In a week where the Washington Football Club/Racist Nickname asked the Washington Post to rename a sports news blog that covers the team and you also have Jerry Jones trying to intimidate the union in negotiations which lead them to decertify and sue the league, you would think the NFL would be a lock for bad owner of the week award. Not even close as the NBA trumps them all with not only a worse owner but a commissioner that allows it.
Dan Snyder (while amassing billions) just comes across as incompetent. Donald Sterling and his chief enabler, David Stern come across as worse. Here is how Yahoo! Sports Adrian Wojnarowski sees it.
Stern has long preached that coaches are too expensive, scouts too plentiful and perhaps no one has heeded the commissionerâ€™s words like the Los Angeles Clippersâ€™ owner. He has a history of hiring them cheap, and refusing to honor contracts. The NBA has a history of letting it go without protests.
Yes, Sternâ€™s silence and inaction on Sterlingâ€™s despicable behavior has to be considered as some level of approval. Now, Kim Hughes tells the story to the Racine (Wis.) Journal-Times about how Sterling didnâ€™t pay for his prostate cancer surgery as a Clippers assistant coach several years ago. Clippers players contributed much of the $70,000 needed to take care of the costs that werenâ€™t covered by Hughesâ€™ medical insurance.
And once Sterling fires those coaches and scouts, he often stops paying the balance of their contracts. He dares them to sue. Some can, and do. Some canâ€™t afford the legal fight and end up settling for pennies on the dollar.
This happened with scouts Scott Wissel and Jerry Holloway a year ago. They made less than six figures a year, and the Clippers simply stopped paying them. Essentially, Sterling was telling them, â€œThe seasonâ€™s over, and so what if your deal runs October to October. Itâ€™s April, get lost and we arenâ€™t paying you.â€
Eventually, Holloway won a settlement, and Wissel had to fight more than a year to get part of his money. Where was the league office? Where was Sternâ€™s indignity?
Then Stern goes off on Stan Van Gundy who is trying to figure out why his star player gets fowled 593 times this year. Stern uses this as an excuse to chastise Van Gundy and publically humiliate him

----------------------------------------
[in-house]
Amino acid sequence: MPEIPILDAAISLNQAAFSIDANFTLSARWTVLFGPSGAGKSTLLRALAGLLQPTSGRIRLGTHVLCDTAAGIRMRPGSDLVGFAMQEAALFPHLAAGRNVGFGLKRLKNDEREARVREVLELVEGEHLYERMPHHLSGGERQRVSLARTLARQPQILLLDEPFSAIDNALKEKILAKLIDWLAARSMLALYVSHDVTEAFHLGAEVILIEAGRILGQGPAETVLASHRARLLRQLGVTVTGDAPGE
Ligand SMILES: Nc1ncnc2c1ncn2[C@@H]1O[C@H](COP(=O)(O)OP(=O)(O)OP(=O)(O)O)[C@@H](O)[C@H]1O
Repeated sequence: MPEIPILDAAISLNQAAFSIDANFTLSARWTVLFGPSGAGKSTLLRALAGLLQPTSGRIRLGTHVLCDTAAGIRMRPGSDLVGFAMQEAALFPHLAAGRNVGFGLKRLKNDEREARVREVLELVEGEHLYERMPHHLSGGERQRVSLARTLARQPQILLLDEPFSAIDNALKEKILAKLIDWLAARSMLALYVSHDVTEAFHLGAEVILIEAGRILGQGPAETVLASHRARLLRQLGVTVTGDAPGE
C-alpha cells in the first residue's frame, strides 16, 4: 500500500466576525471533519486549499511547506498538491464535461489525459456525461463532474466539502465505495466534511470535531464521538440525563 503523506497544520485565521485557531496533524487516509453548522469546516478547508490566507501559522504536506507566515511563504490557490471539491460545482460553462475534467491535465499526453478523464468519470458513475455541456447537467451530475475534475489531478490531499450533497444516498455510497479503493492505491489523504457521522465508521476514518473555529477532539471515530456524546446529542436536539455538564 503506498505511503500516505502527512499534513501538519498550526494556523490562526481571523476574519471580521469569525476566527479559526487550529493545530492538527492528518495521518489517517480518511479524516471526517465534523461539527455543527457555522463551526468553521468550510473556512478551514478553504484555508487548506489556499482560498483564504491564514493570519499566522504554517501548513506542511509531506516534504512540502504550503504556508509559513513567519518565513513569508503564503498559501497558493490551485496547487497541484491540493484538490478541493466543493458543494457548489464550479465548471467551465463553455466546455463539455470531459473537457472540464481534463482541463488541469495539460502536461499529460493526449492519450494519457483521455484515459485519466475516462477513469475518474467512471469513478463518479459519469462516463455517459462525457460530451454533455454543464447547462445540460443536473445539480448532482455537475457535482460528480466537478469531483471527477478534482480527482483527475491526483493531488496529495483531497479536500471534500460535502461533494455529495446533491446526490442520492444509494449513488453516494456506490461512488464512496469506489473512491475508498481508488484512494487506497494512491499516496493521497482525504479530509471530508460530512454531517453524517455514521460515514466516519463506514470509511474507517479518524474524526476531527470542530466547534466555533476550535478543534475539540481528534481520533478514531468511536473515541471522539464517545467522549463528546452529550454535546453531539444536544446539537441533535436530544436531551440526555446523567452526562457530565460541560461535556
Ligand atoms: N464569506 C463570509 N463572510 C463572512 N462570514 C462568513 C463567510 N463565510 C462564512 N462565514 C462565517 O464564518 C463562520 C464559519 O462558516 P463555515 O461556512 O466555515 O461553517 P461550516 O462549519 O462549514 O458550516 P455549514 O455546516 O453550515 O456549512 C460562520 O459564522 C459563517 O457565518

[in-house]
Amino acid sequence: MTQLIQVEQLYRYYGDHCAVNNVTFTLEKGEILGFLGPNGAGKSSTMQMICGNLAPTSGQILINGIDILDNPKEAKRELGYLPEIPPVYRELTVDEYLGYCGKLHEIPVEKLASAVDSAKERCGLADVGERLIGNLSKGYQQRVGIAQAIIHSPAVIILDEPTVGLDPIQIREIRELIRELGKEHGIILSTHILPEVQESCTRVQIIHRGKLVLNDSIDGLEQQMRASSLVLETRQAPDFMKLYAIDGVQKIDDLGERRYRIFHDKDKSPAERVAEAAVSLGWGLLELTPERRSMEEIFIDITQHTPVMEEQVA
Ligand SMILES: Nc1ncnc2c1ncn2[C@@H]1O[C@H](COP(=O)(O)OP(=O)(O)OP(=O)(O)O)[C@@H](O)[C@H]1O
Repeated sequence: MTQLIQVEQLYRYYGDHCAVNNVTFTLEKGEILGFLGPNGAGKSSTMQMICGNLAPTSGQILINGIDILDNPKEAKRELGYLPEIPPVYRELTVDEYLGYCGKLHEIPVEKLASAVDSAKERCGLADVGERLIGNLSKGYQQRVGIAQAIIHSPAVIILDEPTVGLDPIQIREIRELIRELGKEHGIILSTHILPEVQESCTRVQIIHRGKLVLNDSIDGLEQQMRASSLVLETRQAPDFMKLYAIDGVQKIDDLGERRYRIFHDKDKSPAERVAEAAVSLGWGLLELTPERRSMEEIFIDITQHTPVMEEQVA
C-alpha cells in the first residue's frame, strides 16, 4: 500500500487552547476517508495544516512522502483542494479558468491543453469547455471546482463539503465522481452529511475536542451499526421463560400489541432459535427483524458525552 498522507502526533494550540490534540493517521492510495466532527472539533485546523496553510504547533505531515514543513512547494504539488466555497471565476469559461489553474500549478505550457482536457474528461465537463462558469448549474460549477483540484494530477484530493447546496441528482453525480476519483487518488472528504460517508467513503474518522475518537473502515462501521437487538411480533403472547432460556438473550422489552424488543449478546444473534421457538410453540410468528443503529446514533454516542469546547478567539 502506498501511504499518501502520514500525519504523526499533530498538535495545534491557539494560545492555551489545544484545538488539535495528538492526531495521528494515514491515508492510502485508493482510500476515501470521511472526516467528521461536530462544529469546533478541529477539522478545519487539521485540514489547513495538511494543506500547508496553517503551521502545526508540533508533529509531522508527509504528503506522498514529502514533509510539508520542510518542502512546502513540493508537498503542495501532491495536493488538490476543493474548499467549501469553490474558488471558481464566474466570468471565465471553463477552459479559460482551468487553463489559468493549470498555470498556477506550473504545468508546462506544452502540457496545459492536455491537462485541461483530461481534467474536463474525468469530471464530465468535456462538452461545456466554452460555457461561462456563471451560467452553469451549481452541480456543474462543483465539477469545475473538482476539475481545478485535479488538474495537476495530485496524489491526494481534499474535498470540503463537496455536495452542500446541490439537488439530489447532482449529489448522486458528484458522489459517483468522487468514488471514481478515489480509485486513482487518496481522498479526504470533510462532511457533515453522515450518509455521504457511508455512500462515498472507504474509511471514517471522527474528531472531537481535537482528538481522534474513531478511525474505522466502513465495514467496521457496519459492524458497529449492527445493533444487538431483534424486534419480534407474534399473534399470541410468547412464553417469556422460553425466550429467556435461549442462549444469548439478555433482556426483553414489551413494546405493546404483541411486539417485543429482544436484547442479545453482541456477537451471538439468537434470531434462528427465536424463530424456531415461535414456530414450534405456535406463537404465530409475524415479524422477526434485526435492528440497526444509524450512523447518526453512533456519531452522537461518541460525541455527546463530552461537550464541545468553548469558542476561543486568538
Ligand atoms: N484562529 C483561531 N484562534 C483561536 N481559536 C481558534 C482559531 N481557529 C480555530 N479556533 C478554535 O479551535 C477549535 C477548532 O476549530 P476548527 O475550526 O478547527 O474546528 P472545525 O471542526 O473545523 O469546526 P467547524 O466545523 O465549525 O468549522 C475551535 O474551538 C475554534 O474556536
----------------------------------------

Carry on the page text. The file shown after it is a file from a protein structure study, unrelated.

Off to Sternâ€™s Siberia. Stern wouldnâ€™t stop there, because he gets such a charge out of humiliating those under him. Taunted Stern, â€œI see somebody whose team isnâ€™t performing, whose star player was suspended, who seems to be fraying.â€
No commissioner has ever been so emboldened to speak this way. Yet now, so much of Sternâ€™s staying power is built on a far more flimsy baseline. Respect has eroded for him, replaced with fear and loathing.
â€œItâ€™s a divisionary tactic to take away from the 593 fouls without a flagrant,â€ one long-time league executive said of Sternâ€™s rant on Van Gundy. â€œThe question is: Do you have to be mean and a bully to be a commissioner? As heâ€™s gotten older, he has become more mean-spirited, and it shows in how he deals with his own staff, coaches and with the new-age owners.â€
When Stern goes to Orlandoâ€™s ownership group, he knows itâ€™ll soon be wondering how much of an impact Van Gundyâ€™s mouth will have on Howard and the Magic in the playoffs. Teams tremble over retribution from Stern and fear it in the form of officiating.
Big and small markets. Winning and losing franchises. Great and lousy general managers and coaches. Old and new owners. They all agree: Donâ€™t push Stern too hard because there will be a price to pay. Better off bowing, kissing the ring and shuffling past him.
In case you havenâ€™t heard of Donald Sterling before, here are just some of the recent stories. The recent stories about him grow more horrifying with each new revelation but donâ€™t worry, there are a variety of stories from the past that seem to confirm an ongoing pattern and yet this man is allowed to own a NBA team when no other league on the continent would find his actions permissible. Well done NBA, well done.